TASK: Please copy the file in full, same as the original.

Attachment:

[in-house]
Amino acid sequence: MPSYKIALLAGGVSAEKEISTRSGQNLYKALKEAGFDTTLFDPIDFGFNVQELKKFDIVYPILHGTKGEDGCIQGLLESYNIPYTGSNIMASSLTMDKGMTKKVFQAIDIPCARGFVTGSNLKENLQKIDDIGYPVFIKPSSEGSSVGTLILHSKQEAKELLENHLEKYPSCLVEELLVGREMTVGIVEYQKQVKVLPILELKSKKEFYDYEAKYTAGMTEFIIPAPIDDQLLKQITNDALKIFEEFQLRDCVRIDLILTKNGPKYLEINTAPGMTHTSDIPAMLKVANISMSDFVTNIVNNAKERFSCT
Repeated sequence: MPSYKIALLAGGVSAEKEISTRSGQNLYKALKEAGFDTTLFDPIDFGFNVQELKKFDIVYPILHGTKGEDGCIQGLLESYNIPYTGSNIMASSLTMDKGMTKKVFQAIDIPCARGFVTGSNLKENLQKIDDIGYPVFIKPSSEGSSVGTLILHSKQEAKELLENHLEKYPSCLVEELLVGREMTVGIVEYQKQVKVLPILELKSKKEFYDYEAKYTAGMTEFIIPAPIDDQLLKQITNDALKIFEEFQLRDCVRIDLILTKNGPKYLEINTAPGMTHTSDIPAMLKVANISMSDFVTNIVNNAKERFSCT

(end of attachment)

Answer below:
[in-house]
Amino acid sequence: MPSYKIALLAGGVSAEKEISTRSGQNLYKALKEAGFDTTLFDPIDFGFNVQELKKFDIVYPILHGTKGEDGCIQGLLESYNIPYTGSNIMASSLTMDKGMTKKVFQAIDIPCARGFVTGSNLKENLQKIDDIGYPVFIKPSSEGSSVGTLILHSKQEAKELLENHLEKYPSCLVEELLVGREMTVGIVEYQKQVKVLPILELKSKKEFYDYEAKYTAGMTEFIIPAPIDDQLLKQITNDALKIFEEFQLRDCVRIDLILTKNGPKYLEINTAPGMTHTSDIPAMLKVANISMSDFVTNIVNNAKERFSCT
Repeated sequence: MPSYKIALLAGGVSAEKEISTRSGQNLYKALKEAGFDTTLFDPIDFGFNVQELKKFDIVYPILHGTKGEDGCIQGLLESYNIPYTGSNIMASSLTMDKGMTKKVFQAIDIPCARGFVTGSNLKENLQKIDDIGYPVFIKPSSEGSSVGTLILHSKQEAKELLENHLEKYPSCLVEELLVGREMTVGIVEYQKQVKVLPILELKSKKEFYDYEAKYTAGMTEFIIPAPIDDQLLKQITNDALKIFEEFQLRDCVRIDLILTKNGPKYLEINTAPGMTHTSDIPAMLKVANISMSDFVTNIVNNAKERFSCT